Handling Smart Meter Data

How Unicage Can Be An Asset In Processing Data from Smart Grids

Smart grids are a type of electrical power grid that allows two-way flows of electricity and information. To have this flow of information, the grid uses Smart Meters, which are devices that record and communicate information regarding the consumption of energy or other resources. Having smart meters in place allows the grid to automatically respond to conditions and events within it, which can lead to optimized energy distribution.

However, for this to be possible, it is crucial to gather and disseminate data with strict time requirements. This creates the need for a system that can process and manage large amounts of data efficiently. The amount of data generated by smart meters depends on the frequency with which readings from the smart meters are collected.


For this use case, our goal will be process, validate and create a file that contains the sum of the readings from the smart meters.  We shall order our process by first parsing the smart meter’s files. Then, we will make a simple validation of the readings. Finally, we shall sum the values from all readings that passed our validation.

Starting Point

Let us take as an example a smart grid composed by 100.000 smart meters that produces daily readings. Each smart meter produces an XML file containing three different types of readings. An example is shown below:

$ cat SM000000001VG_20210101T002650.xml
<description>This is a meter identification number.</description>
<ReadingType ref=""/>
<ReadingType ref=""/>
<ReadingType ref=""/>

Parsing the Files

 To achieve this, since the files are in xml format, we start by using Unicage’s xmldir command to parse the 100.000 files and then merge this data into a single file. For this, we use a combination of Unicage’s self and delr commands together with awk to prepare the data so that it can be transposed using Unicage’s map command:

find -name "*.xml" -exec cat {} +                                         |
xmldir -c3 /MeterReadings/MeterReading -                                  |
self NF-1 NF                                                              |
awk '$1 == "name" || $1 == "timeStamp" || $1 == "value" || $1 == "ref"'   |
delr 2 "MeterID"                                                          |
awk '{if($1=="name"){meter=$0;print $0}
             if($1 == "timeStamp"){print meter; print $0}
             else{print $0}
      }'                                                                  |
awk '{if($1 == "name"){count++}; print count, $0}'                        |
map num=1                                                                 |
delf 1                                                                    |
delr 3 "0" > READINGS_PARSED

The output will be a single file named “READINGS_PARSED” which will have the following structure, with the smart meter id in the 1st column, the reading reference in the 2nd, the timestamp in the 3rd and the reading value in the 4th column:

SM000000689VG 2021-01-01T12:40:06Z 14.8361
SM000000689VG 2021-01-01T12:40:06Z 7.4433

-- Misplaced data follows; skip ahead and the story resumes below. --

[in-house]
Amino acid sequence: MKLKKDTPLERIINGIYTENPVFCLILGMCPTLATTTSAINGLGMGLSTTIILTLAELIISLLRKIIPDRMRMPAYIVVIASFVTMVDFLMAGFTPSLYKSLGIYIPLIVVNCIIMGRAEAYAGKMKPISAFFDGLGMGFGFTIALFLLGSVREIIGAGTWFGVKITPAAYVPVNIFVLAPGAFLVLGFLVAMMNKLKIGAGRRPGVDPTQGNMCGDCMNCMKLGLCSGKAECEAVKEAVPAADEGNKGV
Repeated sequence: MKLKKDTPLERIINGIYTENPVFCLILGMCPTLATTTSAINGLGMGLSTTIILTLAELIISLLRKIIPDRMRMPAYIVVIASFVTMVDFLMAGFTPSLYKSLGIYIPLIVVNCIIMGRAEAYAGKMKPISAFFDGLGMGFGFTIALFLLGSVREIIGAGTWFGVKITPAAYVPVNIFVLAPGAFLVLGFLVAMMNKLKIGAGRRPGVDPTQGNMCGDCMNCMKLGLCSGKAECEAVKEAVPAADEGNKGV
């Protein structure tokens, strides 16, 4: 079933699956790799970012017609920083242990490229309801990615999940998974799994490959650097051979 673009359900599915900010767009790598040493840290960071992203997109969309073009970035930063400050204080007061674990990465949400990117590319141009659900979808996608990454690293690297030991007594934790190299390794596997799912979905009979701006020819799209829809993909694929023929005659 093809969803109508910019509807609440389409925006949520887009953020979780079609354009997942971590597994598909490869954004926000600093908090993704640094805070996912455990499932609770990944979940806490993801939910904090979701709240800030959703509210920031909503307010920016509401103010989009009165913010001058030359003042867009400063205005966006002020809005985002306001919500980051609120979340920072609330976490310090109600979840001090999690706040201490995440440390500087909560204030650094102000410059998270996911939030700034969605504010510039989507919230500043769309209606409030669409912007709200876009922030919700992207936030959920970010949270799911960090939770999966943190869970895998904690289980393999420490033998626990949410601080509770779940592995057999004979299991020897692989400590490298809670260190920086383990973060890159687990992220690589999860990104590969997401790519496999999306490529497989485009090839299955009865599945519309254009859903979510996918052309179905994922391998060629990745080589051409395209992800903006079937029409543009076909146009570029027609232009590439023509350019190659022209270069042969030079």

SM000000689VG 2021-01-01T12:40:06Z 6.5668
SM000000145VG 2021-01-01T08:54:15Z 19.7668
SM000000145VG 2021-01-01T08:54:15Z 10.1405
SM000000145VG 2021-01-01T08:54:15Z 6.9721
SM000000453VG 2021-01-01T06:50:54Z 9.9979
SM000000453VG 2021-01-01T06:50:54Z 19.0457
SM000000453VG 2021-01-01T06:50:54Z 14.0774


The next step will focus on the validation of the readings. For this, we have a Master file called “READING_TYPE_CONVERTER” with the reading types that are considered valid. In addition, we have a “TYPE0X” that is associated with each type of reading. This “TYPE0X” can represent, for example, Electricity, Gas or Water, depending on what the smart meter is measuring:


With this Master file, we can then use Unicage’s cjoin1 command to identify which readings are valid, whilst adding the corresponding type to the reading. To remove the readings which do not appear in the Master file, we use the +ng option and redirect its output to a file which will contain all the invalid readings that are present in the merged smart meter file:


Sum the Readings

With the readings split between valid and invalid, we can advance to the final step, which is making the cumulative sum of the valid readings by their type. This is easily achieved by selecting the desired fields using Unicage’s self, sort them using msort and, finally, sum all the values by using the sm2 command:

self 3 5 ALL_VALID_READINGS         |
# 1:reading_type_name 2:value
msort key=1                         |
# 1:reading_type_name 2:value
sm2 1 1 2 2  > MEASURED_VALUES_by_TYPE

The final result will be a file containing the three types of valid readings and the respective cumulative value of all readings of that type that were measured by the smart meters:

TYPE01 10143.4150
TYPE02 9915.1172
TYPE03 10087.8375

Final Thoughts

Using this small example, we were able to show how we can use Unicage to handle data from Smart Meters on a daily basis using simple scripts and commands that do not require any additional software. With the generated output files, one can easily import them to any other processing or vizualization tool without the need to upload and process the raw XML files, which can consume considerable computational resources and time in other programming languages or softwares.

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